In his 2021 Spring Budget, Rishi Sunak announced the establishment of a Modern Methods of Construction (MMC) Taskforce backed by £10 million of ‘seed funding’. It was, he said, designed “to accelerate the delivery of MMC homes in the UK”. This came alongside a ‘super deduction’ tax break to enable firms to invest in machinery and equipment used in MMC manufacturing.
With ambitious net zero carbon targets to meet, are current government policies truly driving uptake of new technologies?
Demand pull, technology push
A 2009 article published in Research Policy looked at whether policies promoting advances in science and technological development (technology-push) or those promoting changes in market demand (demand-pull) are more effective in accelerating the rate of technological change within society.
Technology-push policies involve investment in R&D, tax breaks for companies who invest in R&D, or support for education and training.
Demand-pull policies attempt to stimulate demand for a certain technology by stimulating societal demand, with the hope that this will prompt companies to invest in filling that need.
From these definitions, it can be seen that the abovementioned measures from the Spring Budget were technology-push orientated; both have been largely praised by the construction sector.
Which is right?
The article concluded that, among other reasons, demand-pull policies have traditionally not resulted in the desired outcome (i.e., technological development) due to the unpredictable nature of government interest in the topic and uncertainty surrounding the longevity of such policies. It seems risky to heavily invest in a technology when the government may decide to revoke the policy at a later date.
A case in point
As an example, let’s take a look at the government’s well-intentioned but abortive Green Homes Grant, announced in 2020 as part of Boris Johnson’s pledge to ‘build back greener’ after the pandemic. Offering homeowners vouchers to be used on retrofitting their homes with low-carbon technologies, it was a classic demand-pull policy. After just six months, however, the policy was scrapped with only 5,800 energy efficiency measures actually installed.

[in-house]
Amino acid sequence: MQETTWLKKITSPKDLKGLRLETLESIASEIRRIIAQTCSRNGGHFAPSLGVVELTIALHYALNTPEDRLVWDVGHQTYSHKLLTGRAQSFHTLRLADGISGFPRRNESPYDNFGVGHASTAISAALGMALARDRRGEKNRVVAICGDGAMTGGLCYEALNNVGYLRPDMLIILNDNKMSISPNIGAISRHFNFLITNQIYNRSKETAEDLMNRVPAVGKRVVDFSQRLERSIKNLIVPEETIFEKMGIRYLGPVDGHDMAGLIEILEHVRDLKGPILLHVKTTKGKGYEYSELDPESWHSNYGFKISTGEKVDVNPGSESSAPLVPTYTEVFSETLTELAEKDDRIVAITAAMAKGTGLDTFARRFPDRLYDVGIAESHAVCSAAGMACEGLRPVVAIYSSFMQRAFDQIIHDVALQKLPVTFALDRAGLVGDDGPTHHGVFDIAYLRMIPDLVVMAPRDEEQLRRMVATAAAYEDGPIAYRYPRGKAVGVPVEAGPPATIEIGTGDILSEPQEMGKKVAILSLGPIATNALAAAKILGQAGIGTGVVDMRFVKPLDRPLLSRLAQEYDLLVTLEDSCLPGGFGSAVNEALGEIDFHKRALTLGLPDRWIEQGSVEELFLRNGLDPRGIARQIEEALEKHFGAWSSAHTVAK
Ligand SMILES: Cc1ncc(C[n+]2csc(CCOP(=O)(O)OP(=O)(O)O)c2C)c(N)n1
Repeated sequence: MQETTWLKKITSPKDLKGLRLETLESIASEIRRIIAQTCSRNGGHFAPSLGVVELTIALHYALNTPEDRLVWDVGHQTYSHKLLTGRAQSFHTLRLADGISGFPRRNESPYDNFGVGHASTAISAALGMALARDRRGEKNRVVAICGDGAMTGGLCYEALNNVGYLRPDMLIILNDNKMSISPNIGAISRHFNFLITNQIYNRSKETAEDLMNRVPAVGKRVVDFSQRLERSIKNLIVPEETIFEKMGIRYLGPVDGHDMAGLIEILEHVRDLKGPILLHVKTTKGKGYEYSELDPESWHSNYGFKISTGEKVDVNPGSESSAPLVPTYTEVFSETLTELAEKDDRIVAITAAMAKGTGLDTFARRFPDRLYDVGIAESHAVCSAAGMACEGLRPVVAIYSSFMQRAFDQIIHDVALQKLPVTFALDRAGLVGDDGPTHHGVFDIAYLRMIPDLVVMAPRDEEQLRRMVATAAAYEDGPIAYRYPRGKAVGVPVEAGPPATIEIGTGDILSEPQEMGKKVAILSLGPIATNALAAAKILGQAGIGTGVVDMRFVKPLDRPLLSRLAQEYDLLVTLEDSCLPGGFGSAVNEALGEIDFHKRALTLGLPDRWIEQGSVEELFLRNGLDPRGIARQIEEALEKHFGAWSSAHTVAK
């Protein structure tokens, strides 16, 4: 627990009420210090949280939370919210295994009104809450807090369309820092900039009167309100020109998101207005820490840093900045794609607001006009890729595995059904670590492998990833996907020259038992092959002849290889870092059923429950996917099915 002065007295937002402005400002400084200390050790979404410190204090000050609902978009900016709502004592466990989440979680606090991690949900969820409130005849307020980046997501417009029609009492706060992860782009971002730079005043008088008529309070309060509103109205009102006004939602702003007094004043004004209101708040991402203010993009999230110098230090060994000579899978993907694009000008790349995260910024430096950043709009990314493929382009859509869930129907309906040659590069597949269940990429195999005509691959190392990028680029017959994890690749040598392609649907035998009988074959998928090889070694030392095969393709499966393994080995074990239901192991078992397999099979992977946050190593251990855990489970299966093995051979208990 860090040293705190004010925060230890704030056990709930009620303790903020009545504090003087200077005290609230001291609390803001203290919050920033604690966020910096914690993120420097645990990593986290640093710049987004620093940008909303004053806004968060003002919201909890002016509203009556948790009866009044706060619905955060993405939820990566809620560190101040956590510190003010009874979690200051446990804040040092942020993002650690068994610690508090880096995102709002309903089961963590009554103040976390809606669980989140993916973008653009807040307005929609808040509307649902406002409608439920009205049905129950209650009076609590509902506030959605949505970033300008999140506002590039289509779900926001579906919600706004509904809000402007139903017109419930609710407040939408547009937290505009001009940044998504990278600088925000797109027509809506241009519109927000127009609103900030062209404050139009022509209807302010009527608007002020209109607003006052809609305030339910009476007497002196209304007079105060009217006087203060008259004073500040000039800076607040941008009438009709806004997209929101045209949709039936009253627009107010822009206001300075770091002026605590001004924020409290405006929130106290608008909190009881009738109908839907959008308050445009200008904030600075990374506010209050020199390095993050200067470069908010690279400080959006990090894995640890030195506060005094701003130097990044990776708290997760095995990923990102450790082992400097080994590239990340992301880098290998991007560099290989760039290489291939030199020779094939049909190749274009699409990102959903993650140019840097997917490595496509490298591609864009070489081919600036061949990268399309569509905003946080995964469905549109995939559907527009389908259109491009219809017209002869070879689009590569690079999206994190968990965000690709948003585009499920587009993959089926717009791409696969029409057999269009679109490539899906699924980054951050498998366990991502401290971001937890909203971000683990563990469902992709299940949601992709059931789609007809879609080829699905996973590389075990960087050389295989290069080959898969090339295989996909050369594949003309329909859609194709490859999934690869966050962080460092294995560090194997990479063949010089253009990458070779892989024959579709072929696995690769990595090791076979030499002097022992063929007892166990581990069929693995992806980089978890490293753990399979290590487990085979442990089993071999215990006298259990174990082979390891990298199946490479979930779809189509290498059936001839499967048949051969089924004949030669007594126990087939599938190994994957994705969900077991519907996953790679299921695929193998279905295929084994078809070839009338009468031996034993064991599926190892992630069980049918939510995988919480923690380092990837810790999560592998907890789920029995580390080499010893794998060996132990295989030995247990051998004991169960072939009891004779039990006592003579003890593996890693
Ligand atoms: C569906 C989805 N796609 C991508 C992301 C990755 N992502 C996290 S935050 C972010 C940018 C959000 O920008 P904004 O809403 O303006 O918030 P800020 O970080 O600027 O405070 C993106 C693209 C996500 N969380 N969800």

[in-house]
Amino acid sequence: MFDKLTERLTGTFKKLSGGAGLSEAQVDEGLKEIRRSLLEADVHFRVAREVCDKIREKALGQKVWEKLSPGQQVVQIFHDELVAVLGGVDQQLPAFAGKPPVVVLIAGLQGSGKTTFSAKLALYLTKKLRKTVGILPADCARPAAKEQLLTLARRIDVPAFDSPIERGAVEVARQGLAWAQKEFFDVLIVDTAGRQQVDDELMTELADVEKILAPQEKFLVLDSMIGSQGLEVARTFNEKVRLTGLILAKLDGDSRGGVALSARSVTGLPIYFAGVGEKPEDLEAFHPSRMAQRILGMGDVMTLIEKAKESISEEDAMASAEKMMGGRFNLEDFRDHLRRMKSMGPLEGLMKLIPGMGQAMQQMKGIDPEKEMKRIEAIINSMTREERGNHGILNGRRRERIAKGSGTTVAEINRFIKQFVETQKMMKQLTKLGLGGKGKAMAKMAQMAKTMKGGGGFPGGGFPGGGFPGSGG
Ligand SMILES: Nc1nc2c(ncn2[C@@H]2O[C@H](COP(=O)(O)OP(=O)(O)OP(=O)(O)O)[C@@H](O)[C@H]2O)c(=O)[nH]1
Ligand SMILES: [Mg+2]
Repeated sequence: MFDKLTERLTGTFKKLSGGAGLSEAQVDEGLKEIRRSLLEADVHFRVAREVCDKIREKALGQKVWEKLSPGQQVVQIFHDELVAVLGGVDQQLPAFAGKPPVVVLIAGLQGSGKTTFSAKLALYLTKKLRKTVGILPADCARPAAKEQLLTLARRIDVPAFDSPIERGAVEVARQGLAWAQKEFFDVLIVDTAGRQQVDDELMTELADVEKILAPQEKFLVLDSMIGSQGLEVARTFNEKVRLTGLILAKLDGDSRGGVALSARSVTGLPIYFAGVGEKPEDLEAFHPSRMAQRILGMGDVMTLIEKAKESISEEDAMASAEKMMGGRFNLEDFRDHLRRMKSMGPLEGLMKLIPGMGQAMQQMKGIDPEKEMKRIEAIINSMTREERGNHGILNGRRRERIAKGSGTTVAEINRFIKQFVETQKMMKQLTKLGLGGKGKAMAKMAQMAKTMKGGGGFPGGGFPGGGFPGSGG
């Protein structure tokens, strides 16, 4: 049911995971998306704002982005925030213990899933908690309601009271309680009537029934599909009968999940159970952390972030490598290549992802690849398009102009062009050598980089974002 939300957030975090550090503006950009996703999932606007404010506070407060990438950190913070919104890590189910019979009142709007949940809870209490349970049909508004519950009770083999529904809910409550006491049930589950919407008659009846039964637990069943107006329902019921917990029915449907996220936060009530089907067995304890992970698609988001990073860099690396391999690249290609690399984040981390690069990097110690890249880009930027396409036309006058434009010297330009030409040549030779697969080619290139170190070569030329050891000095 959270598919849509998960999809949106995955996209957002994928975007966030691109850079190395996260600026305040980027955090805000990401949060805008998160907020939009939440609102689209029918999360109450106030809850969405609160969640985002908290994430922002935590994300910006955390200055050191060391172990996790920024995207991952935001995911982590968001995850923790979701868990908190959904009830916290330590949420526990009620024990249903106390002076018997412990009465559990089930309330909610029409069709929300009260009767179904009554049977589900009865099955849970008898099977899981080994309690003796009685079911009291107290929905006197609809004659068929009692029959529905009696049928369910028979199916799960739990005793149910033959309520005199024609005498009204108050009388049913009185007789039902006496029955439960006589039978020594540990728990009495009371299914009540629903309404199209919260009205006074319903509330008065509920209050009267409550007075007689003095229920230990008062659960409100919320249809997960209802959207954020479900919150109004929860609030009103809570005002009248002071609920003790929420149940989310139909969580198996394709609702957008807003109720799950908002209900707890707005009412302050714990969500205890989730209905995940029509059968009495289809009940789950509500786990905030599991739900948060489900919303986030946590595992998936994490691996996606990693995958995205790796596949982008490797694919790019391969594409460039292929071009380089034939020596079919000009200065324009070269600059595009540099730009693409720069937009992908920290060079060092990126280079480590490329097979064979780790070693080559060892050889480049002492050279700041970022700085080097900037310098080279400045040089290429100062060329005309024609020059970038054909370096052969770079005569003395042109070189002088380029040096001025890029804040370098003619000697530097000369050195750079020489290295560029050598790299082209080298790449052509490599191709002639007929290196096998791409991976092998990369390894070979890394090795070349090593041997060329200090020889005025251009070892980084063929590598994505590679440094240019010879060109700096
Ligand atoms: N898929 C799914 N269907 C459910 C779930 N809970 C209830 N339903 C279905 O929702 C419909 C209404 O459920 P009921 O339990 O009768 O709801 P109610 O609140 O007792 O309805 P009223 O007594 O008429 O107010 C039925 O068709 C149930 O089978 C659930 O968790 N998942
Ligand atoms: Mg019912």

There were several issues with this the policy, one of which was that it was only ever intended to be a short-term scheme. Therefore, companies weren’t incentivised to invest in the training and accreditations they would need to qualify for the scheme. Secondly, there were simply not enough existing businesses and qualified installers to deliver the promised improvements without said training. The demand-pull policy failed because, although the technology (and the demand) was there, not enough people were trained to deliver it.
The skills gap (again)
Once again, it all comes down to that pesky skills gap that has been plaguing the construction sector for many years. According to a recent research paper by Gavin Killip for the Centre for Research in Energy Demand Solutions, the UK has the potential to deliver much better outcomes with current technology; however, a “low skill equilibrium” is preventing this in practice. The author concludes that the vocational education system is entirely focused on the supply of a narrow set of skills required for a particular profession (e.g. plastering), without any general foundation training in energy efficiency or building performance, nor in the processes and practices involved in construction as a whole. The shift required, he argues, is “from the current low skills equilibrium to a state of much greater professionalism, in which learning is in high demand and high supply.”
In conclusion, the answer to our original question is a complex one. Neither technology-push nor demand-pull policies can entirely drive technological change in the UK as it stands, due to the lack of available skilled workers to deliver the technology to the end user. While investment-based technology-push policies are a step in the right direction, it is clear that stronger policies relating to education and training are desperately needed as the 2050 net zero target looms ever closer.